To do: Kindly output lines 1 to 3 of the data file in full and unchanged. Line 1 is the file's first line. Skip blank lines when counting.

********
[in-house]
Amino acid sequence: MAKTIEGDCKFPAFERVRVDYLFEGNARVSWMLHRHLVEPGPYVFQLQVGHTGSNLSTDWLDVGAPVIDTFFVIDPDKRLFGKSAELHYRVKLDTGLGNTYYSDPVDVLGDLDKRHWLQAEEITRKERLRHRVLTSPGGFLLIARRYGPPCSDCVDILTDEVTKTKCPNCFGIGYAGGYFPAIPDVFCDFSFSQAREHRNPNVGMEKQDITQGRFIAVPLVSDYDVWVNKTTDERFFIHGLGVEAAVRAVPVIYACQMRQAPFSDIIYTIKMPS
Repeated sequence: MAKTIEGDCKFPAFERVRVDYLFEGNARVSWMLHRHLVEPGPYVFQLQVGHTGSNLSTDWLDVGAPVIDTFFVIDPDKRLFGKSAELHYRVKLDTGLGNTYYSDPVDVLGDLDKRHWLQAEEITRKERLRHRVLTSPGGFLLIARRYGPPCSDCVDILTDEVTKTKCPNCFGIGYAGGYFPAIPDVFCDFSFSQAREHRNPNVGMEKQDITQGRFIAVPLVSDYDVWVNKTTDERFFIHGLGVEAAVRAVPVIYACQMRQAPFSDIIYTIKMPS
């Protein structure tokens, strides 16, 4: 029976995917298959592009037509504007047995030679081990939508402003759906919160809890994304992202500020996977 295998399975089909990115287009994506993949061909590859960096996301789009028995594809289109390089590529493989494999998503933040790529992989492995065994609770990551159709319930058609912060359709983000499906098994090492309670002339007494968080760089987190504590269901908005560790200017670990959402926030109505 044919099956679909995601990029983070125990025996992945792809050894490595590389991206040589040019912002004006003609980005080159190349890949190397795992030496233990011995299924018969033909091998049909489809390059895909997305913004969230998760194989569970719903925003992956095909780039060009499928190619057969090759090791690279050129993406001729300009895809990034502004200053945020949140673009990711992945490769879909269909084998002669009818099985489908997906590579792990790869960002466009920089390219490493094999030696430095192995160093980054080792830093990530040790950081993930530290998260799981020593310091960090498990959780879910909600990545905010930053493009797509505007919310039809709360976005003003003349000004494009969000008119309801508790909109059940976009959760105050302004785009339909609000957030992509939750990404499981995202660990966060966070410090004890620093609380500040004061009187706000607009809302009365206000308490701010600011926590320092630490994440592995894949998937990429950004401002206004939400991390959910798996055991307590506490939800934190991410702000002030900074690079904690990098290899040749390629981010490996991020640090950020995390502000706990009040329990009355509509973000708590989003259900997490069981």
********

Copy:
[in-house]
Amino acid sequence: MAKTIEGDCKFPAFERVRVDYLFEGNARVSWMLHRHLVEPGPYVFQLQVGHTGSNLSTDWLDVGAPVIDTFFVIDPDKRLFGKSAELHYRVKLDTGLGNTYYSDPVDVLGDLDKRHWLQAEEITRKERLRHRVLTSPGGFLLIARRYGPPCSDCVDILTDEVTKTKCPNCFGIGYAGGYFPAIPDVFCDFSFSQAREHRNPNVGMEKQDITQGRFIAVPLVSDYDVWVNKTTDERFFIHGLGVEAAVRAVPVIYACQMRQAPFSDIIYTIKMPS
Repeated sequence: MAKTIEGDCKFPAFERVRVDYLFEGNARVSWMLHRHLVEPGPYVFQLQVGHTGSNLSTDWLDVGAPVIDTFFVIDPDKRLFGKSAELHYRVKLDTGLGNTYYSDPVDVLGDLDKRHWLQAEEITRKERLRHRVLTSPGGFLLIARRYGPPCSDCVDILTDEVTKTKCPNCFGIGYAGGYFPAIPDVFCDFSFSQAREHRNPNVGMEKQDITQGRFIAVPLVSDYDVWVNKTTDERFFIHGLGVEAAVRAVPVIYACQMRQAPFSDIIYTIKMPS